“It’s just ink on paper”
That was the comment I got one day from an (acting) VP at a large company who had just taken over our division. We were going over the product schedule as a team, and in my position as the new content editor and team manager, I raised issue about the product technical content not being planned for in the overall product schedule. The VP dismissed my concerns with that flip comment.
Now, I am not picking on this one executive, although he was an extreme example of a very real problem. Content is often considered an afterthought at most companies, and even more so at startups.
To some degree, yes, this is the rant of an often-frustrated content creator, editor and manager. However, that doesn’t change the key message: In an era where “content is king”, the attitude that “the engineers can create technical content” is not only obsolete, it’s downright dangerous for your corporate bottom line.
Content is King
Content is King is something you hear a lot now. But when this concept collides with engineering organizations – and most technology startups are basically engineering organizations that have decided to stop developing and actually make money – you get a problem. As you might imagine, this problem is even more acute and dangerous in a startup environment.
Every startup begins with an idea. “Let’s make a Dick Tracy WatchPhone!” Whatever; it doesn’t matter. It’s almost always dreamed up by a hardware or software engineer (“Hey Biff; I have this great idea for a game!”). The idea person convinces Biff to help them develop this idea, often just because it’s fun and cool. Then they decide this could actually make some money if fully developed, and maybe one of them has tried starting a company before, or at least has connections. Maybe a friend at a VC. So,they make a go of it.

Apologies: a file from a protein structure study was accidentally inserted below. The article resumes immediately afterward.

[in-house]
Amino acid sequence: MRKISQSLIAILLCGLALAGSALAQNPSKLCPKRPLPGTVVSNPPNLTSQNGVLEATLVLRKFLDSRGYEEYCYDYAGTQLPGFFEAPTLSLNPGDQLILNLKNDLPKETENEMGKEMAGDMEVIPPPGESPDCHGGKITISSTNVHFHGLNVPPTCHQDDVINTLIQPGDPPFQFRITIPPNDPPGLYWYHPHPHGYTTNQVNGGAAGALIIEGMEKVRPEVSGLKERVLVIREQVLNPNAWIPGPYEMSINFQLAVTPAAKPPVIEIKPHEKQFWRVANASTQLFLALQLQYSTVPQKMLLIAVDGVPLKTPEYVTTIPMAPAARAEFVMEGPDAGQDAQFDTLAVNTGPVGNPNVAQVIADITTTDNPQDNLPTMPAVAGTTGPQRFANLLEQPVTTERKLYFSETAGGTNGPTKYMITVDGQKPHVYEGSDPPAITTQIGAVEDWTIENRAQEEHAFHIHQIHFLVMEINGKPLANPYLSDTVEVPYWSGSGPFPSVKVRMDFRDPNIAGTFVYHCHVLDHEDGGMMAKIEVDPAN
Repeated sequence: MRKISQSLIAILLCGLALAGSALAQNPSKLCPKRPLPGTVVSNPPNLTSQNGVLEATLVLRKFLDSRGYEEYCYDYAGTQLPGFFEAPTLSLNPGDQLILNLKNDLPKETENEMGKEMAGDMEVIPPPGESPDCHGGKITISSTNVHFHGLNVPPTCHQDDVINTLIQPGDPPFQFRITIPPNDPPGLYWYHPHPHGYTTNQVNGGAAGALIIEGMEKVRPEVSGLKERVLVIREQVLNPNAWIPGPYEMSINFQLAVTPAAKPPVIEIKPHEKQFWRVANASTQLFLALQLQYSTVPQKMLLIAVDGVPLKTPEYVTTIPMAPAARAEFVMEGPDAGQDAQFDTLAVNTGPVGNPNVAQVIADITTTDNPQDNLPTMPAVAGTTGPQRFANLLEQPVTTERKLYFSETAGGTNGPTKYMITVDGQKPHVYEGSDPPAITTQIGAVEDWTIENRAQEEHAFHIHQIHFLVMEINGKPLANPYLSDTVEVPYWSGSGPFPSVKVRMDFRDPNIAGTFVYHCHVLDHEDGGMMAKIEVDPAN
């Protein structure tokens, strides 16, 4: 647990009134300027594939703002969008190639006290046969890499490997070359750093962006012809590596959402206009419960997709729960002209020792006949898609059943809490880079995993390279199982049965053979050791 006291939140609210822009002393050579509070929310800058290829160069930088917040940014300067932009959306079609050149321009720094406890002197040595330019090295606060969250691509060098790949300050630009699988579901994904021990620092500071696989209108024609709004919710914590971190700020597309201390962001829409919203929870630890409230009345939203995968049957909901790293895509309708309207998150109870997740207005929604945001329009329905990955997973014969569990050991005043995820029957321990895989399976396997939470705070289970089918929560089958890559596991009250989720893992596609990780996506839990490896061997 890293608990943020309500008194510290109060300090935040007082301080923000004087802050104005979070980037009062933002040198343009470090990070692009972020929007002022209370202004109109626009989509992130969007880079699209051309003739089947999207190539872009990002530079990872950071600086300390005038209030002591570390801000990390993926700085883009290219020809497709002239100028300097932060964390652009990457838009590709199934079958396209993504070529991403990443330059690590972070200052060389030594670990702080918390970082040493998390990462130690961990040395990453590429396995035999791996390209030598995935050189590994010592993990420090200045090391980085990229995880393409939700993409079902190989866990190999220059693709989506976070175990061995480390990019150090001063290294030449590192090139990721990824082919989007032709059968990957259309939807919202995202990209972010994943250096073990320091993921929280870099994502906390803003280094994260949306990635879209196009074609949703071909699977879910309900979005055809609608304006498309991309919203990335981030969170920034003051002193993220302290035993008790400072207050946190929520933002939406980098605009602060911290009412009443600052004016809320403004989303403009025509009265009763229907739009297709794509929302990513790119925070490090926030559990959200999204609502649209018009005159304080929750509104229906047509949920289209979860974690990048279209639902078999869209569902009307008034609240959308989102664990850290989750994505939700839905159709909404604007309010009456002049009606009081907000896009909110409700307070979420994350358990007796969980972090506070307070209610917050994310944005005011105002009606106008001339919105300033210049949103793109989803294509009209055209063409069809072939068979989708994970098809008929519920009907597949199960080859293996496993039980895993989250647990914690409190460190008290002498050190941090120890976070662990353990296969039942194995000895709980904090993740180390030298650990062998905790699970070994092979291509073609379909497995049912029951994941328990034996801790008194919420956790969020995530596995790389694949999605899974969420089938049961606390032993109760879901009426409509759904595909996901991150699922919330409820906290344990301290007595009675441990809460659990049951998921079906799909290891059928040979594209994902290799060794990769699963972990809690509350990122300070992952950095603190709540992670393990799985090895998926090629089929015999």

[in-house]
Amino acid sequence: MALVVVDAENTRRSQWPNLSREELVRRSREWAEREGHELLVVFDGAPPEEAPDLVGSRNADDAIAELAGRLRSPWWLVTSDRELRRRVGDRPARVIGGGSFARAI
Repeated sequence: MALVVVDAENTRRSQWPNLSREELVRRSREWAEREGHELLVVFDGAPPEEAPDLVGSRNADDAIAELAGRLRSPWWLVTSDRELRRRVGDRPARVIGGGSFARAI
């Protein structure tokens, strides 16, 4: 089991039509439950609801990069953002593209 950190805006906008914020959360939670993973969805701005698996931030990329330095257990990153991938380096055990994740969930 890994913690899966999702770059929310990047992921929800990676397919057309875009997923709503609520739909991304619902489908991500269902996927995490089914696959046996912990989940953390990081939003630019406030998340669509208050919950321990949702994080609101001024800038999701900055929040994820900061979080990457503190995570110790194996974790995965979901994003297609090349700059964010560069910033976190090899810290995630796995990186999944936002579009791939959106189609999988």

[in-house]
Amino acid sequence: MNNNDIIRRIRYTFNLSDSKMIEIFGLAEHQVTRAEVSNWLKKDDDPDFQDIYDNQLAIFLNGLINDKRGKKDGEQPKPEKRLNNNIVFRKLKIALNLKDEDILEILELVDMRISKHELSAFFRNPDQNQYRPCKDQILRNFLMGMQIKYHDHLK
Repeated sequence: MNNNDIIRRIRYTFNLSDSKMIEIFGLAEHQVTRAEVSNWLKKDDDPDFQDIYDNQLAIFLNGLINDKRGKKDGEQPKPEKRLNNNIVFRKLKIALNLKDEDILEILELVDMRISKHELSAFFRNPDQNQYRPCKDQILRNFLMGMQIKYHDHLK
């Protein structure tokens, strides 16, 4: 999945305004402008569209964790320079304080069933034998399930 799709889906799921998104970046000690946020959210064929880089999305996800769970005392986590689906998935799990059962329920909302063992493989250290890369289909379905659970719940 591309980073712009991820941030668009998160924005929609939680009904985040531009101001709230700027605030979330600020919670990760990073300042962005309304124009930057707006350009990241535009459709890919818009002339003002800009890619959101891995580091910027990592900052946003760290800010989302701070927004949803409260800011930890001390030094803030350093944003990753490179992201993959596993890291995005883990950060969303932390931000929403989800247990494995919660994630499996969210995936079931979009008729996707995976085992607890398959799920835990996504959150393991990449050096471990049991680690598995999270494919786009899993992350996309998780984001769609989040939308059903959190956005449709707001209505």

And in most cases at this point – as my friend Margaret points out in her post about why start-ups need marketing expertise earlier in the game – the company is run by engineers, with a complete and total focus on engineering, and nary a thought about marketing. And often little about anything else—marketing, support, QA, sales, or anything else.
And just as you need an experienced marketer right from “go”, you need a strong technical and marketing content person.
What do we need a content person for?
I know, I know; “There’s no product to write about! What do we need a content person for?” Not only that, but in my experience there is a subconscious belief among almost everyone—not just engineers—that because they can speak English just fine, they’re perfectly capable of writing content, too. Certainly the technical content, and probably any marketing content, too; how hard can it be?
Let me be a little Socratic here:
- What is your content strategy? Are you going to want a website up to impress potential investors? To give you an early toe-hold in the marketplace and to start brand visibility? To encourage people to consider jumping to your new company? How is that site going to be architected? What tools are you going to use to create it and maintain it?